Sittong (1/2/3) village was known for its fine oranges which used to flood the market places of Darjeeling district in Dec/Jan and was one of the main cash crops for many of its citizens. During my visit there yesterday, I learnt that for the last 3 years or so the crop production had declined drastically and now in Nov 2015 they were expecting yields, 90% below their optimum levels.
I was told that a peculiar disease had infected all the orange trees, wherein they would start dying from the inside and then a certain insect would lay eggs on the fruit which would make it rot prematurely -  and all this happening more to orange orchards at the lower elevations.
Some villagers went so far as to tell me that in 2016, they would most probably not produce any oranges from Sittong.

My thanks to
Sachin Tamang of Kurseong (9832320738)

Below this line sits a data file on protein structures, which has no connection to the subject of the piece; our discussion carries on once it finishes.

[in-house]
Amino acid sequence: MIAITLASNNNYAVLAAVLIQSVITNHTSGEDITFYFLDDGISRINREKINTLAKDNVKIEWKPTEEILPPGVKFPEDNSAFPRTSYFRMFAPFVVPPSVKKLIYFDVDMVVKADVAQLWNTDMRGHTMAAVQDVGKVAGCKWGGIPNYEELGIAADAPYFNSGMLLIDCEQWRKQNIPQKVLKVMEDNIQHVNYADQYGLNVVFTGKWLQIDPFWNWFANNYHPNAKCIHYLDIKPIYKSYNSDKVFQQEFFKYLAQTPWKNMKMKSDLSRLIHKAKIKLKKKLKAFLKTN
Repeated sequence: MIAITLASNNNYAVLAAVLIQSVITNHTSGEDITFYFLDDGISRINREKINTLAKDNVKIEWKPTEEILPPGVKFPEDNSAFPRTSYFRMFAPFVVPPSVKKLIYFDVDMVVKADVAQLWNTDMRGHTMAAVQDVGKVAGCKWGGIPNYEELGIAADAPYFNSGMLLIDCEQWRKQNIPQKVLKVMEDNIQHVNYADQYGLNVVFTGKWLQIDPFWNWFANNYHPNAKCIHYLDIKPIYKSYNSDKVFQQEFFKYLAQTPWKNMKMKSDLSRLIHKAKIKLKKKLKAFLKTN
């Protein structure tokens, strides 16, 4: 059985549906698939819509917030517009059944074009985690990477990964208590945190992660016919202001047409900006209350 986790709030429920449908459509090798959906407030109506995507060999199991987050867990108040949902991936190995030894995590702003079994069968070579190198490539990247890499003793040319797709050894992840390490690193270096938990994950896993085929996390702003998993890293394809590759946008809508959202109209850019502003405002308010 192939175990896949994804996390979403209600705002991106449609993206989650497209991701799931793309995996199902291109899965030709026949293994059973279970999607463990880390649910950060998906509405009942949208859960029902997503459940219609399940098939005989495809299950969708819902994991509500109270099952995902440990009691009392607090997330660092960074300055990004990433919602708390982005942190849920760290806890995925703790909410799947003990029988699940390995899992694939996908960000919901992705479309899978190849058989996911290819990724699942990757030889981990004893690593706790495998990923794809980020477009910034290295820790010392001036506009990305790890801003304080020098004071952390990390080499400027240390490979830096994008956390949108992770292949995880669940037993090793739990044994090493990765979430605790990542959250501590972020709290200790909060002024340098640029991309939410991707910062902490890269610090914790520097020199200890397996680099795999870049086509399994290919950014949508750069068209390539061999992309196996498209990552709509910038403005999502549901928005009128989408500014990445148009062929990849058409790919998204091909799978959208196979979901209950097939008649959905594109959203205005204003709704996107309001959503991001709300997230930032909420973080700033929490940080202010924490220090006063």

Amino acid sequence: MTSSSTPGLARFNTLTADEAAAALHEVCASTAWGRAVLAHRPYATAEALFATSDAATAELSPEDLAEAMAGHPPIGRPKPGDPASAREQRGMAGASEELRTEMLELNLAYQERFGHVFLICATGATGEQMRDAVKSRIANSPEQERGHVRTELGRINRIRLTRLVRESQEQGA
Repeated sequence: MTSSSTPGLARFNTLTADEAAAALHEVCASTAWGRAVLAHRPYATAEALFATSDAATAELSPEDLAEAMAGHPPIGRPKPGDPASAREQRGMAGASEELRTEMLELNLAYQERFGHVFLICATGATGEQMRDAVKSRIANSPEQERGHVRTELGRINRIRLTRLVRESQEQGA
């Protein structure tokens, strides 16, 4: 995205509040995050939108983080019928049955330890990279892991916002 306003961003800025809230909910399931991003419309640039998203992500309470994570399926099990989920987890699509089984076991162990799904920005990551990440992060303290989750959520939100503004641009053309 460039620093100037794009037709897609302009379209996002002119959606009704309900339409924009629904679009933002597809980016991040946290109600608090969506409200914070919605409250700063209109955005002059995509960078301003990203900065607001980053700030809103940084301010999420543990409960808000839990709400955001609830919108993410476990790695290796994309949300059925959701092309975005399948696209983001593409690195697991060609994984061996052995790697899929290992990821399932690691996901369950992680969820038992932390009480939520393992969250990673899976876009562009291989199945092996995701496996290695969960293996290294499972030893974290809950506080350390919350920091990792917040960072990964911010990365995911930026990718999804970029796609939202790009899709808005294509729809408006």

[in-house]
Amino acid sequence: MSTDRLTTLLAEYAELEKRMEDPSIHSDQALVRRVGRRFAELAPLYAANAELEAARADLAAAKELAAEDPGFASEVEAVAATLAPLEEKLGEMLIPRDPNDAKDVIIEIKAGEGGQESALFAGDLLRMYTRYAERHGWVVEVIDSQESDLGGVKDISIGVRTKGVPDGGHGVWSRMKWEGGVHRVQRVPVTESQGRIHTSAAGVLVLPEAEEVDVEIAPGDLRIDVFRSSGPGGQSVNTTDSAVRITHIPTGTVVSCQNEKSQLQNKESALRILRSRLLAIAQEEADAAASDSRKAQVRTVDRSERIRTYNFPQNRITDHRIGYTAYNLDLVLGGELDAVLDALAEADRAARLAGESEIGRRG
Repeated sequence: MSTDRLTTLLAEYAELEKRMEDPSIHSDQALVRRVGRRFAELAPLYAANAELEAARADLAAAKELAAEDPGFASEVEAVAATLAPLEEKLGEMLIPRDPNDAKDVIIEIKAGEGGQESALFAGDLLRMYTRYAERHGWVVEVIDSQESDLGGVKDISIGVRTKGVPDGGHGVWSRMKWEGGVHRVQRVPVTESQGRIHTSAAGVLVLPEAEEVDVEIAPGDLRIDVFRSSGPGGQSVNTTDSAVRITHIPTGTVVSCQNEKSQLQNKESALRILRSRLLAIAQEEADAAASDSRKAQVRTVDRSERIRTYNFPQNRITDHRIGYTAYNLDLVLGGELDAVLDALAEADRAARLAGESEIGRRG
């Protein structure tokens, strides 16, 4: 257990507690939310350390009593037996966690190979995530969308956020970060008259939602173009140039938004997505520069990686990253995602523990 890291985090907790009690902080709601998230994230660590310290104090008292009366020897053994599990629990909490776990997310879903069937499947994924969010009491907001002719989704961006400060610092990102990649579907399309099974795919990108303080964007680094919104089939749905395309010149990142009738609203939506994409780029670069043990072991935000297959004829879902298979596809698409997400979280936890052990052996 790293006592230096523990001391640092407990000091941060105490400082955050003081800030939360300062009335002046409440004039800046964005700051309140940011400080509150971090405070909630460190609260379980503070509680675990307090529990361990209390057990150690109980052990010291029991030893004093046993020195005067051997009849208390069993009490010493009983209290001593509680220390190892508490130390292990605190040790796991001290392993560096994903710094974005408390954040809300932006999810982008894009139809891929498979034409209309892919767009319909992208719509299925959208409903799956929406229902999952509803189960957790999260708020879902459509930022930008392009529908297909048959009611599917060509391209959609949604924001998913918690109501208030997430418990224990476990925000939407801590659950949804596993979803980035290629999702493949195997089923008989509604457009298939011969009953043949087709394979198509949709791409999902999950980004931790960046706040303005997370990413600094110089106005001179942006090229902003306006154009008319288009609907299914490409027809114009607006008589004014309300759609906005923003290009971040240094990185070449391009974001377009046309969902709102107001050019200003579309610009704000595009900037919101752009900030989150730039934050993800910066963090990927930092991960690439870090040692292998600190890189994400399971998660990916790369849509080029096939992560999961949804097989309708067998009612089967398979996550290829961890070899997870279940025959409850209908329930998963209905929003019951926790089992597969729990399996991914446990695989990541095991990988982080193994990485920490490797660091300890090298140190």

Dilkumar Rai of Shelpu, Sittong3 (9547280057)
MB Sarki of the Sittong landslide area (9832406234)
for their time and inputs.

Praful Rao,
Dist Darjeeling

Wednesday, November 18, 2015

International Mountain Day (11Dec2015)

For more on the above see here. As a part of the InMI we in Darjeeling will be observing International Mountain Day.

Praful Rao,
Dist Darjeeling

Tuesday, November 17, 2015

STH stormwatch (17Nov2015) : Update on the low position

As per IMD the well marked Low Pressure Area now lies off the Andhra Pradesh and North Tamil Nadu coast (see above).
Had it moved inland it would have weakened quickly - now that it is still in the Bay of Bengal, I hope it does not intensify further. The storm though not a depression or cyclone has caused enough fatalities and damage in Tamil Nadu already.

Praful Rao,
Dist Darjeeling

Thursday, November 12, 2015

Impact of humans on landslides : 14th Mile landslides (Kalimpong) in 2002 and now (2015).